December 7, 2023

The build-up to the NBA election has been frenetic as usual but it must be said that the actors this time have taken electioneering and campaigns a step higher (particularly the esteemed candidates for NBA Presidency). Whether rightly or wrongly, we have seen non-legal persons or better said, non-active members of the profession come out to campaign vigorously for their candidates. Similarly, under the guise of palliative measures for COVID-19, some particular candidates have flexed huge financial muscles, ‘blessing’ their supporters with money and food items (semo, iresi, etc). On behalf of every recipient of these ‘stomach infrastructure’ capacity building, I say a very big thank you. After all, good food improves our fecundity.

All is fair in love and war. This proverb (usually attributed to John Lyly’s Eupheues’ sometimes makes me believe that beyond the rules made by the ECNBA, there are really no rules ‘rules’. Thus, it is not out of place to see offers to assist in the verification process. This Greek gift is reminiscent of Oranmiyan’s gesture to his seven brothers allowing them take all of Oduduwa’s moveable properties as theirs. (The King of Benin inherited the money, the Orangun of Ila inherited Baba’s wives and the King of Sabe inherited the cattle. Olupopo inherited the beads while Olowu inherited the garments. Alaketu luckily inherited the crowns on his part.) He was reported to have pitifully asked for all the land which his brother ignorantly gave to him. Afterwards, he made a huge fortune from the rent he got from the lands which his brothers lived on thus making what seemed an act of kindness became a serious customary tenancy relationship (even on their father’s land).

A lot of promising young lawyers have worn gleefully the mantra of a certain young candidate for the NBA top seat. Most have argued that it is our best shot at being at the helm of affairs while some others have cited the rigours of becoming a SAN as one reason SANs should not be allowed to lead the bar at this time. The truth is that everyone is entitled to his/her sentiments and I have no issues with this. However, in the process of sweet-talking, we should not exhaust the saliva in our mouths (as Yorubas would say).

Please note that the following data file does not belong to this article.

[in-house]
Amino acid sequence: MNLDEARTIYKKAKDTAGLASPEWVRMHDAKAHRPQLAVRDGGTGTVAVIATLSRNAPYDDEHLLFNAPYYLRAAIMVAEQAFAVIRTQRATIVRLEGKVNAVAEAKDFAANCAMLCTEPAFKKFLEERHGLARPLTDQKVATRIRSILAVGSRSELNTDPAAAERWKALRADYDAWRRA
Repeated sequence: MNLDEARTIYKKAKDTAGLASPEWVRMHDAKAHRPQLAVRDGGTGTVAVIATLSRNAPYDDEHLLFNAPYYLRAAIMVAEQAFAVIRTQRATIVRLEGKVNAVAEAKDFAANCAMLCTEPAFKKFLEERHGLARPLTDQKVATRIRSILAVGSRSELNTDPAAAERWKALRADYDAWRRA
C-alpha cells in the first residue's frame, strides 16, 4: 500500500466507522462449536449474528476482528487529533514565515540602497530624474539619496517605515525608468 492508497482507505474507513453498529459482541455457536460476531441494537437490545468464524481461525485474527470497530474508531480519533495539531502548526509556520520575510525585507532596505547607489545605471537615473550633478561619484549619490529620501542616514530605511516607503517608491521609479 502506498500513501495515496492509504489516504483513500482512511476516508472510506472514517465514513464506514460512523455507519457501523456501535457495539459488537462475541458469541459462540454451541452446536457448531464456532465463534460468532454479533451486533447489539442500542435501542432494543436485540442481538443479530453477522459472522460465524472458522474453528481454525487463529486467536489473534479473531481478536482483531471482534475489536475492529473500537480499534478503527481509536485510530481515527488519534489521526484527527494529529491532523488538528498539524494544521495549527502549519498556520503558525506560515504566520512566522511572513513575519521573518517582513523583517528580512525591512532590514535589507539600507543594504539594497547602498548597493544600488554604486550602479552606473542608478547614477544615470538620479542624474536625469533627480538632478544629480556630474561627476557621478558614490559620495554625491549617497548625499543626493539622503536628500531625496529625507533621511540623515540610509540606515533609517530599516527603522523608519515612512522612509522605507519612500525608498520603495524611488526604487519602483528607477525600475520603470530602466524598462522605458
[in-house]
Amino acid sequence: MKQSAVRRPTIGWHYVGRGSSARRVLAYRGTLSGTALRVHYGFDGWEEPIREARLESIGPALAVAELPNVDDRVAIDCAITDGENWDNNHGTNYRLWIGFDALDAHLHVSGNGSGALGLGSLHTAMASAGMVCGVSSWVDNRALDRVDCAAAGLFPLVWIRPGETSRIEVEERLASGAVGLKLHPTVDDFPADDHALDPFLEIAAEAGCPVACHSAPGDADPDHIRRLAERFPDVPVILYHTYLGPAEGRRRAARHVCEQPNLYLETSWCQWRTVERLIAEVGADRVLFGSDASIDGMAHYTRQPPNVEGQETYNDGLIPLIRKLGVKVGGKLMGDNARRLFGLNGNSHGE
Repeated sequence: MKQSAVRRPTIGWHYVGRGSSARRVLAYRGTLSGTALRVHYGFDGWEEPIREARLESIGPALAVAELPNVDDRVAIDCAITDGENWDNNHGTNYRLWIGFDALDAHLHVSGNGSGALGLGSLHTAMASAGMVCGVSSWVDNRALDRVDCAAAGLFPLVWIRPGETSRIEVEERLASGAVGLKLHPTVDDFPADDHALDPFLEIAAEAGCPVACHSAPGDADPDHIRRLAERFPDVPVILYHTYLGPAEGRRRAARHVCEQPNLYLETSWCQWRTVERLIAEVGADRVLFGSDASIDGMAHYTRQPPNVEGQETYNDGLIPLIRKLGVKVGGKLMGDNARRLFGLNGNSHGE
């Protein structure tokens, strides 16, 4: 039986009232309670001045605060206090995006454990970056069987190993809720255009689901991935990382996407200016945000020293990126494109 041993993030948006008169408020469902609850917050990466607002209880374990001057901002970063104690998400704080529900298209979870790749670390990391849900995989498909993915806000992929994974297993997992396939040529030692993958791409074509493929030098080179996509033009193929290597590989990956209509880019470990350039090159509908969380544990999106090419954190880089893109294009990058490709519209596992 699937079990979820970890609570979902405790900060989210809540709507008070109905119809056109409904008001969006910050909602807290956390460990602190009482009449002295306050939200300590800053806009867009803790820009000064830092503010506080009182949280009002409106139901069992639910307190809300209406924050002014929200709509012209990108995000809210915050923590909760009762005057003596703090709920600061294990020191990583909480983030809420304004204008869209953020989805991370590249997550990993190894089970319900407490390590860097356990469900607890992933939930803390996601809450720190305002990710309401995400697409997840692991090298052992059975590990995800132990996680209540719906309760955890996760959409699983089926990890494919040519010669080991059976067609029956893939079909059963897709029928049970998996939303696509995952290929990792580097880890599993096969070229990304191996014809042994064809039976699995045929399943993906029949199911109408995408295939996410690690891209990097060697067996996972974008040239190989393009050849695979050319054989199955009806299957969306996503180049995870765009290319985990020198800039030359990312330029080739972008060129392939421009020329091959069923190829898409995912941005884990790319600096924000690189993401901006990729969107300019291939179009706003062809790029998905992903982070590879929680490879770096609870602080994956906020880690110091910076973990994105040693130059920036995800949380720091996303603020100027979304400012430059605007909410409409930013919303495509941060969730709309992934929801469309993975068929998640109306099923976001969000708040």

The implication is that just as much as the award of SAN rank could be discriminatory, also is the employment of young lawyers on the basis of their degrees from either the University or law school. What sense does it make seeing a pass degree holder support a candidate who might never give him/her a job or who might reluctantly consider him/her just because he/she did not make a 2.1 or a first class degree from either or both the University and/or law school? E je ka beru Olorun fa

Well, you might think I’m just being disgruntled probably because I didn’t have good grades or because I don’t work in these firms. Well, you are wrong! I graduated with 2.1 and First class degrees from the University and law school respectively.

If we truly want a leader of the bar properly so called, we need to support, vote for and elect a candidate who never discriminates as a result of grades, after all,many factors determine what grade a student graduates with. As a young lawyer, does your candidate see you as employable? Does he see you as teachable? Does he see you beyond your grades? Does he not think you are dumb just because you could not make a good grade despite your genuinely committed efforts??

Campaigns based on the SAN discrimination plane is just an attempt at pulling wool over our eyes. Little wonder Dylan Thomas (1914-1953) said that ‘An alcoholic is someone you do not like but who drinks as much as you do.’ I am not going to campaign for Dele Adesina SAN here but let me quickly sound that he is the best suited for the job.

Trust me not to read your rejoinders…I have adopted the stance of Evang Innocent Idibia (in the song ‘Street Credibility’ which he did with 9ice) and where he beautifully sang as follows:

‘As I come here before you
I go talk am as I see am
I no use any sugar cover am
Call me your mallam
But I know you understand am
And I still go dey stress am
Say we no dey use gragra do am
We always peacefully do it very nicely
We always try to wahala nobody….’

I am Adeboye Oluwaseye Thompson and I write as usual from the Ilorin branch of the Nigerian Bar Association.

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